It is important to an understanding of the present invention to recognize that, at any given time, the interaction artifacts displayed to a user are those of one of the applications of the system. The application providing the artifact with which the user is interacting at any given time or with which the user most recently interacted will be designated and referred to as a master application. It should also be understood that the master application, so defined, may be changed quickly and often by the visual integration hub 150 in response to user interaction with a portion of an integrated image or other user control. Such designation may be accomplished in any of a number of ways such as a register functioning as a pointer, as will be evident to those skilled in the art. The user can select any application as the master application but only one application may be designated as the master application at any given time. In other words, the portion of the integrated image with which the user may be interacting at any given time or with which the user interacted most recently may be used to select the application which is the master application until superceded by another master application selected in response to user action or interaction. This designation of the master application may be visualized as the portion of the integrated image contributed by any given application being, in essence, an icon for selection of that contributing application as the master application although no deliberate selection action by the user may be required. (As will be discussed below, it is preferred that each object or selected objects contributed by an application serve independently as icons for the application and that independent locking and unlocking functions be provided for each object or selected objects, at least to the extent of providing locking and unlocking for 2-D objects which is independent of locking and unlocking of 3-D objects as will be discussed below.) While the user interacts with any given master application, all resulting view point modifications will be applied to all other applications in order to maintain visual 3-D viewpoint integrity among applications.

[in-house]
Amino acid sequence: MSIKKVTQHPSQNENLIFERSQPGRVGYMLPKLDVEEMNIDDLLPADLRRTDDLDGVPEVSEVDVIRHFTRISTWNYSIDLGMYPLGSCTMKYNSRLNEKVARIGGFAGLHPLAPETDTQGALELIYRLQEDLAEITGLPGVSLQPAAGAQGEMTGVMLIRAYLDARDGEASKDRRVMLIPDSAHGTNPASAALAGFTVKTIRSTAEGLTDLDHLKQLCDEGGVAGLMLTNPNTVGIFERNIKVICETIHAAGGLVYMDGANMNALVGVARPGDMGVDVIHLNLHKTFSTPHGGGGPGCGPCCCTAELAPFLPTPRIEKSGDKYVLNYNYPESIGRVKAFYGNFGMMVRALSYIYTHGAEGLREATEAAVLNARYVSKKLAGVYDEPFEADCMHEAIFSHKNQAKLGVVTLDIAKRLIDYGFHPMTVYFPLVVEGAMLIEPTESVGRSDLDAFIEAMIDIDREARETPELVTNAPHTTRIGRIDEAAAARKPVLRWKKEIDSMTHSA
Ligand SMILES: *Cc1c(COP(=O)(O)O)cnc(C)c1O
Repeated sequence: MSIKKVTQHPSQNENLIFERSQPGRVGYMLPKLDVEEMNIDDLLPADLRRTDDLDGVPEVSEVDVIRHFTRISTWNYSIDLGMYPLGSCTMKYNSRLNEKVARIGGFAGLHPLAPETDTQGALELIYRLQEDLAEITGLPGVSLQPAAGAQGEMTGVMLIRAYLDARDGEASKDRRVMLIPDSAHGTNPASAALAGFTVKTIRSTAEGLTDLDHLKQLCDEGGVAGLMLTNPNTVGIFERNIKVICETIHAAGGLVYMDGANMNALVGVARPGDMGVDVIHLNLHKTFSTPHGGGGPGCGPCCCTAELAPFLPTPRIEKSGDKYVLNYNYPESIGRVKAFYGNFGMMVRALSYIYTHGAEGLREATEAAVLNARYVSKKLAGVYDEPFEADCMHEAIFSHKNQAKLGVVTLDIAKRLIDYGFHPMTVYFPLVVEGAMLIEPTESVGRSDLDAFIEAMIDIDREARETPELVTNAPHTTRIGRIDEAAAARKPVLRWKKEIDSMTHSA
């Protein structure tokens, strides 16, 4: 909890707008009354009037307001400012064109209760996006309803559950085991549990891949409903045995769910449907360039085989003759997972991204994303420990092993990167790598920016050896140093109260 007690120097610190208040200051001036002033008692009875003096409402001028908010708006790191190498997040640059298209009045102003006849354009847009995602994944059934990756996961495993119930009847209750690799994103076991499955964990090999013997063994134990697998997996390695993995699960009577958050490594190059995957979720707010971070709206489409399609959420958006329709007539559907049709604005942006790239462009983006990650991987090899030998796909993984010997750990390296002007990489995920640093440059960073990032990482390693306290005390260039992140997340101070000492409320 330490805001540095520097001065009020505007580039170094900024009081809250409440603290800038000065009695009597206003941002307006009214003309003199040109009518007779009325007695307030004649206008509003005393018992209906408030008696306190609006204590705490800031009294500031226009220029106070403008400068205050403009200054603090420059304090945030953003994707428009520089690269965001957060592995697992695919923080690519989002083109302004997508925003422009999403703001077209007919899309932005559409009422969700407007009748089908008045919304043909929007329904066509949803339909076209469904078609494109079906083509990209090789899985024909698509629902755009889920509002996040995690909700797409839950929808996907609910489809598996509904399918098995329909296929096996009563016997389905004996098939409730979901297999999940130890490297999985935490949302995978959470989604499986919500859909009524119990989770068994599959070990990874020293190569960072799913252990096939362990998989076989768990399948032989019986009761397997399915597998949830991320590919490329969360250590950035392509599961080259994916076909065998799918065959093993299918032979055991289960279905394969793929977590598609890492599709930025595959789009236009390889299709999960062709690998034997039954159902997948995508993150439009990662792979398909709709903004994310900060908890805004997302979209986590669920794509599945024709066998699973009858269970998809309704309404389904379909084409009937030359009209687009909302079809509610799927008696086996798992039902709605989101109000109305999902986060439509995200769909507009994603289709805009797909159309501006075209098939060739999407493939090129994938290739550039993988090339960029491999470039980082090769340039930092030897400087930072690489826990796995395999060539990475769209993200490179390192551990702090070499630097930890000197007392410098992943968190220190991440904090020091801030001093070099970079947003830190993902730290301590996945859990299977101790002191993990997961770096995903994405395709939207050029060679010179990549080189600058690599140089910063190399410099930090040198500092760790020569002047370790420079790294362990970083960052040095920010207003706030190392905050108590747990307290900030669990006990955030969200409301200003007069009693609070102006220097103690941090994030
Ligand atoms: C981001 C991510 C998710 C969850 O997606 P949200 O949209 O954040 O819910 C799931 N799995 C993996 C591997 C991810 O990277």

When a user interacts with a master application, the viewpoints of other applications are thus “locked” to that of the master application. Therefore registration between the images resulting from the visual outputs of the respective applications, once initially achieved as will be discussed below, will be maintained throughout all viewpoint changes made through any application which is currently the master application. However, in some instances, as will be discussed below, the viewpoint of some of the applications can be unlocked so that their viewpoints are no longer tied to the viewpoint of the master application. This will result in having the image portion contributed by the unlocked application being fixed in location on the display for that user while the image provided by the master application and other applications locked thereto may be freely manipulated as a single object. However, the viewpoint of the unlocked application can be changed through mechanisms other than the interaction of the direct user with the visual integration hub 100. For example, actions of other users which are not connected through the hub can alter the viewpoint of the unlocked application. Locking or unlocking can represent different user behaviors with respect to the applications and can also be used to register the viewpoints of applications with respect to each other.